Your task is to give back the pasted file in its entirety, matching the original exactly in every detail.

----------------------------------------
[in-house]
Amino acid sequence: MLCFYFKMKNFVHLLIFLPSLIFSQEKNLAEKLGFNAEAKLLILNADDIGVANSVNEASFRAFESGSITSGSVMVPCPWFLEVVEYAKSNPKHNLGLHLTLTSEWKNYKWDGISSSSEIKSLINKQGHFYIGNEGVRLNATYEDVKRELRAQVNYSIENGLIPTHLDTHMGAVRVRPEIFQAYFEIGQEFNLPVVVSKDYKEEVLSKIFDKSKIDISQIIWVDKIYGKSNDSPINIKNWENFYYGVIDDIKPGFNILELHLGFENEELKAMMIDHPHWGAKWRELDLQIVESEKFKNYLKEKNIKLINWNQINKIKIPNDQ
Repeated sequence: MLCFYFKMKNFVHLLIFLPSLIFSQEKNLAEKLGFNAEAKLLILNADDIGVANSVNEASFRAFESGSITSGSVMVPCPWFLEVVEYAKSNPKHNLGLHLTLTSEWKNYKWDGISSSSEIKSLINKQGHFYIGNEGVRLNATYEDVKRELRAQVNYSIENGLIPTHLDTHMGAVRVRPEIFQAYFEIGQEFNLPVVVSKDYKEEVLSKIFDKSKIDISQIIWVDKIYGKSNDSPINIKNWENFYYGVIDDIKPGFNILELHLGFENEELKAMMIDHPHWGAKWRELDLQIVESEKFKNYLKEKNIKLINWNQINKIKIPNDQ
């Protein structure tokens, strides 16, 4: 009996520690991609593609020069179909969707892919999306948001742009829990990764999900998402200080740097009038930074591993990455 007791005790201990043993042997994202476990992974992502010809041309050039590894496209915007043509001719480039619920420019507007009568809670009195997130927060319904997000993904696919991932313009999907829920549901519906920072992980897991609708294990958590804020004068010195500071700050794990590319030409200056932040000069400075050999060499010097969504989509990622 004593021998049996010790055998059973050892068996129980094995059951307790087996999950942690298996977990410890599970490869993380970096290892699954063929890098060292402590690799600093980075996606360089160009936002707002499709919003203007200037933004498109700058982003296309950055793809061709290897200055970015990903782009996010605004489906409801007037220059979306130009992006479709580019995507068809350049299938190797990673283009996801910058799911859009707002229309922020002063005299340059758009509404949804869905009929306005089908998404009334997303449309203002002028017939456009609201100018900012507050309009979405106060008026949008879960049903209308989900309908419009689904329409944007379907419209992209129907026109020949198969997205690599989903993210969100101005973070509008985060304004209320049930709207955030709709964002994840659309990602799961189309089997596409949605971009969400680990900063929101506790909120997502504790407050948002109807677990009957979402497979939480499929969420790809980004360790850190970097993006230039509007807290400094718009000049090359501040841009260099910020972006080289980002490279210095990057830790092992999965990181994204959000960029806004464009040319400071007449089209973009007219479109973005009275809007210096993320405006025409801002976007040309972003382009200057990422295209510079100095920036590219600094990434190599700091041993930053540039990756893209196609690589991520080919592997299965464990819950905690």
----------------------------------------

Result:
[in-house]
Amino acid sequence: MLCFYFKMKNFVHLLIFLPSLIFSQEKNLAEKLGFNAEAKLLILNADDIGVANSVNEASFRAFESGSITSGSVMVPCPWFLEVVEYAKSNPKHNLGLHLTLTSEWKNYKWDGISSSSEIKSLINKQGHFYIGNEGVRLNATYEDVKRELRAQVNYSIENGLIPTHLDTHMGAVRVRPEIFQAYFEIGQEFNLPVVVSKDYKEEVLSKIFDKSKIDISQIIWVDKIYGKSNDSPINIKNWENFYYGVIDDIKPGFNILELHLGFENEELKAMMIDHPHWGAKWRELDLQIVESEKFKNYLKEKNIKLINWNQINKIKIPNDQ
Repeated sequence: MLCFYFKMKNFVHLLIFLPSLIFSQEKNLAEKLGFNAEAKLLILNADDIGVANSVNEASFRAFESGSITSGSVMVPCPWFLEVVEYAKSNPKHNLGLHLTLTSEWKNYKWDGISSSSEIKSLINKQGHFYIGNEGVRLNATYEDVKRELRAQVNYSIENGLIPTHLDTHMGAVRVRPEIFQAYFEIGQEFNLPVVVSKDYKEEVLSKIFDKSKIDISQIIWVDKIYGKSNDSPINIKNWENFYYGVIDDIKPGFNILELHLGFENEELKAMMIDHPHWGAKWRELDLQIVESEKFKNYLKEKNIKLINWNQINKIKIPNDQ
């Protein structure tokens, strides 16, 4: 009996520690991609593609020069179909969707892919999306948001742009829990990764999900998402200080740097009038930074591993990455 007791005790201990043993042997994202476990992974992502010809041309050039590894496209915007043509001719480039619920420019507007009568809670009195997130927060319904997000993904696919991932313009999907829920549901519906920072992980897991609708294990958590804020004068010195500071700050794990590319030409200056932040000069400075050999060499010097969504989509990622 004593021998049996010790055998059973050892068996129980094995059951307790087996999950942690298996977990410890599970490869993380970096290892699954063929890098060292402590690799600093980075996606360089160009936002707002499709919003203007200037933004498109700058982003296309950055793809061709290897200055970015990903782009996010605004489906409801007037220059979306130009992006479709580019995507068809350049299938190797990673283009996801910058799911859009707002229309922020002063005299340059758009509404949804869905009929306005089908998404009334997303449309203002002028017939456009609201100018900012507050309009979405106060008026949008879960049903209308989900309908419009689904329409944007379907419209992209129907026109020949198969997205690599989903993210969100101005973070509008985060304004209320049930709207955030709709964002994840659309990602799961189309089997596409949605971009969400680990900063929101506790909120997502504790407050948002109807677990009957979402497979939480499929969420790809980004360790850190970097993006230039509007807290400094718009000049090359501040841009260099910020972006080289980002490279210095990057830790092992999965990181994204959000960029806004464009040319400071007449089209973009007219479109973005009275809007210096993320405006025409801002976007040309972003382009200057990422295209510079100095920036590219600094990434190599700091041993930053540039990756893209196609690589991520080919592997299965464990819950905690």